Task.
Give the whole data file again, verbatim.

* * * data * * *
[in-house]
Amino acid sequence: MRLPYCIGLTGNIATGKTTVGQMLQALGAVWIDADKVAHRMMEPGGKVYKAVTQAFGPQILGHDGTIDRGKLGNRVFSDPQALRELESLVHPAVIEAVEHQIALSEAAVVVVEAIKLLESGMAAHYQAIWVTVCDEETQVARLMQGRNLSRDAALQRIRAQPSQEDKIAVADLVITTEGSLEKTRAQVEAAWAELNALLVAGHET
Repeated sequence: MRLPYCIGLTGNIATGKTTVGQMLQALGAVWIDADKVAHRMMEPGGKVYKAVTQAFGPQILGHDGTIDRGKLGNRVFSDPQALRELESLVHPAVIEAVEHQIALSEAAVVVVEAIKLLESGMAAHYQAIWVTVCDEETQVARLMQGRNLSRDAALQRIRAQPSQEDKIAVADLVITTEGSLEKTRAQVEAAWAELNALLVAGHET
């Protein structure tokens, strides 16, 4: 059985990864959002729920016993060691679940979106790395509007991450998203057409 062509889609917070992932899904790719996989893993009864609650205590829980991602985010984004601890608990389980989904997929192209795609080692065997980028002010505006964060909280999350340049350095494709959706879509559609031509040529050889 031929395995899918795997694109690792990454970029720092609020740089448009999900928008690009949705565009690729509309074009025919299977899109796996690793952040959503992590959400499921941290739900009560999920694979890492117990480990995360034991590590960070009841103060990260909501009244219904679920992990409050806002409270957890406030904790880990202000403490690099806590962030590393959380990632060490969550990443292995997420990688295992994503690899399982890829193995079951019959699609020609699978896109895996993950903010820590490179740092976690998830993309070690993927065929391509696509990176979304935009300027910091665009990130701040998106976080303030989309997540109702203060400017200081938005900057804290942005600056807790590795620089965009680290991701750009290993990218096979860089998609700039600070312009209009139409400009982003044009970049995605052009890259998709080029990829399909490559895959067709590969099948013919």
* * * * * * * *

[in-house]
Amino acid sequence: MRLPYCIGLTGNIATGKTTVGQMLQALGAVWIDADKVAHRMMEPGGKVYKAVTQAFGPQILGHDGTIDRGKLGNRVFSDPQALRELESLVHPAVIEAVEHQIALSEAAVVVVEAIKLLESGMAAHYQAIWVTVCDEETQVARLMQGRNLSRDAALQRIRAQPSQEDKIAVADLVITTEGSLEKTRAQVEAAWAELNALLVAGHET
Repeated sequence: MRLPYCIGLTGNIATGKTTVGQMLQALGAVWIDADKVAHRMMEPGGKVYKAVTQAFGPQILGHDGTIDRGKLGNRVFSDPQALRELESLVHPAVIEAVEHQIALSEAAVVVVEAIKLLESGMAAHYQAIWVTVCDEETQVARLMQGRNLSRDAALQRIRAQPSQEDKIAVADLVITTEGSLEKTRAQVEAAWAELNALLVAGHET
């Protein structure tokens, strides 16, 4: 059985990864959002729920016993060691679940979106790395509007991450998203057409 062509889609917070992932899904790719996989893993009864609650205590829980991602985010984004601890608990389980989904997929192209795609080692065997980028002010505006964060909280999350340049350095494709959706879509559609031509040529050889 031929395995899918795997694109690792990454970029720092609020740089448009999900928008690009949705565009690729509309074009025919299977899109796996690793952040959503992590959400499921941290739900009560999920694979890492117990480990995360034991590590960070009841103060990260909501009244219904679920992990409050806002409270957890406030904790880990202000403490690099806590962030590393959380990632060490969550990443292995997420990688295992994503690899399982890829193995079951019959699609020609699978896109895996993950903010820590490179740092976690998830993309070690993927065929391509696509990176979304935009300027910091665009990130701040998106976080303030989309997540109702203060400017200081938005900057804290942005600056807790590795620089965009680290991701750009290993990218096979860089998609700039600070312009209009139409400009982003044009970049995605052009890259998709080029990829399909490559895959067709590969099948013919």